So I’ve been editing my novel, ‘Lex Talionis’, and I’ve become aware of one of my little tics. You know, that thing you do that you don’t notice and your beta readers probably didn’t notice, but your editor pointed out 0.5 seconds into reading your manuscript.
It appears I like to infer too much. Or rather, I expect the reader to pick up on subtle clues and ‘read between the lines’ stuff that they really can’t pick up on. Either because I forgot to include it / underline it in the novel, or because since my audience didn’t study literature at any point in their lives – and, therefore, do not make a habit of pulling apart novels and analysing them like little boys with their first electronic toy – they weren’t going to be breaking down my ‘between the lines’ stuff anytime soon.
As my editor likes to point out, I may have spent years in my world, but no one else can see it unless I write it down. In my rush to put into play some sound writing advice – don’t overwrite; trust your reader – I didn’t quite let the reader get enough information to start trusting me in the first place. The manuscript ends up with stuff that looks like logic holes, but are in fact just empty gaps where I could have put in background stuff to help the reader, but didn’t because I thought they would figure it out on their own. Or I edited it out in a revision pass and didn’t realise it would make the manuscript collapse on itself later like a house of cards in an earthquake. Or I just forgot.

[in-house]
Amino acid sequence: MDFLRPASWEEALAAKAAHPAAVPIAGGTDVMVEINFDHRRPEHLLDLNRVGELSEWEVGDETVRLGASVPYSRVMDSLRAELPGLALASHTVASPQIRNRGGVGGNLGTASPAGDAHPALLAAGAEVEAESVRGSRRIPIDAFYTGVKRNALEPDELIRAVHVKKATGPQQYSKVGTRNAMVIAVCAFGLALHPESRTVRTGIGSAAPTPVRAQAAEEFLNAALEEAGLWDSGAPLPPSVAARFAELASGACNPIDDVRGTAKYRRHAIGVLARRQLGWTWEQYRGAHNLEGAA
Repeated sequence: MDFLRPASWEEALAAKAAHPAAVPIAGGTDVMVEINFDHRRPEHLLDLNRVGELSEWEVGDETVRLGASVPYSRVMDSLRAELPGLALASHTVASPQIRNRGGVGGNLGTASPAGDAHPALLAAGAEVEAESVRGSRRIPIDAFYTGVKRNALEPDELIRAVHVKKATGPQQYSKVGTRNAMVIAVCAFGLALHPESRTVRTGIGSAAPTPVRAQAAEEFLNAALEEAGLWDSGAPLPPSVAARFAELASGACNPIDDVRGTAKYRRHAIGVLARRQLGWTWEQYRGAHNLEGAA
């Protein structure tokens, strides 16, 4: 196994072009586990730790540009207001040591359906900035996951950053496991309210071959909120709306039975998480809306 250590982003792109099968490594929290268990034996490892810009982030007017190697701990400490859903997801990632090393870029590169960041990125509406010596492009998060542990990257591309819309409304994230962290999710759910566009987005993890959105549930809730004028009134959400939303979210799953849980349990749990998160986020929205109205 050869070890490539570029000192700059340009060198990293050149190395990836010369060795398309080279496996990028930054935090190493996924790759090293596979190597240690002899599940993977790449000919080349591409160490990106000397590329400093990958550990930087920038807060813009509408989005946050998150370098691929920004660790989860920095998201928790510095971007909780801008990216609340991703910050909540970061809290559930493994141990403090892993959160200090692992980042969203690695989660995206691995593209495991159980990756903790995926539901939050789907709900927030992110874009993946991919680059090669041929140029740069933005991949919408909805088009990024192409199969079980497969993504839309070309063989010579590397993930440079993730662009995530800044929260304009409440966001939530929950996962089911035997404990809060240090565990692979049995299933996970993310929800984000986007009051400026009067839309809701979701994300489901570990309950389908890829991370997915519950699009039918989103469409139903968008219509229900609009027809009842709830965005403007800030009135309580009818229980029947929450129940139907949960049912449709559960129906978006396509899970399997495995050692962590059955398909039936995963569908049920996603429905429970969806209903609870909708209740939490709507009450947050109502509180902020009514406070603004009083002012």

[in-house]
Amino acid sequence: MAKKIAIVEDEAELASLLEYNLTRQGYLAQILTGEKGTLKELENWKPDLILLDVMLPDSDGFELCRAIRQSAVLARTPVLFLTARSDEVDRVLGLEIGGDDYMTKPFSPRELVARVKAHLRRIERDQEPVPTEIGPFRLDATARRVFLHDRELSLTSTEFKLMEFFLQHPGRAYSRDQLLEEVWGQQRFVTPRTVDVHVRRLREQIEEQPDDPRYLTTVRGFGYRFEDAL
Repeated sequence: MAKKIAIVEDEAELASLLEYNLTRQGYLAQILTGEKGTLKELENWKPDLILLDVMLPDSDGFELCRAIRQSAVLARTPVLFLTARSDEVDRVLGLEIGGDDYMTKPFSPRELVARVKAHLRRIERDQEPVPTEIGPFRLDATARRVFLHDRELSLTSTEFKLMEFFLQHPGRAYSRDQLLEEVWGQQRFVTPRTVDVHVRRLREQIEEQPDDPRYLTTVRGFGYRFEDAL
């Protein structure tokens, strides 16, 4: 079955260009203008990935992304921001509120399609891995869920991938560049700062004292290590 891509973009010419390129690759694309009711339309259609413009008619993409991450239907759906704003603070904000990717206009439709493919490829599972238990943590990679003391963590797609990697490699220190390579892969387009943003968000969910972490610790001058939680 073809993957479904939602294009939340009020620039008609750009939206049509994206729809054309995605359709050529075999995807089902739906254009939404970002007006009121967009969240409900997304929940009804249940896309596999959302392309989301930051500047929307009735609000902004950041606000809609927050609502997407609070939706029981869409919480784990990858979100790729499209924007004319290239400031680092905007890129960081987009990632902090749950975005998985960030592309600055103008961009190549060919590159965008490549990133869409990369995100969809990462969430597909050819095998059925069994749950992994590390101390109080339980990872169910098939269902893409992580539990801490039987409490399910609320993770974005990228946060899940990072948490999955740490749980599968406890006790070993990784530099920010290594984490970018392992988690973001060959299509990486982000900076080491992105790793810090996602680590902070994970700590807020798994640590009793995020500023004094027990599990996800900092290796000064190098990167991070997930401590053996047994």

Gah. So stupid.
So I have found one negative side-effect of letting too many of your excellent writer friends beta read for you. Writers are way more willing to infer than the ordinary reader. They have to be, or they wouldn’t be able to pull apart other people’s writing and thereby make their own better. So they aren’t the best at telling you when you’ve basically asked your reader to become a telepath.
I mean, it’s not like EBear (another of my excellent writing friends) didn’t warn me early. She told me years ago when she first got an editor that her feedback consisted of something like ‘flesh this out’ over and over again. At the time, I thought the editor was over-reacting. After all, I had picked up on all the things she was asking for in the manuscript just fine. So there was no problem, right?
Gah. SO STUPID.
Thank god for editors, okay. This appearing in public with your pants down is a lot easier if you don’t forget your underwear.
Okay, that image is…
Forget I said that.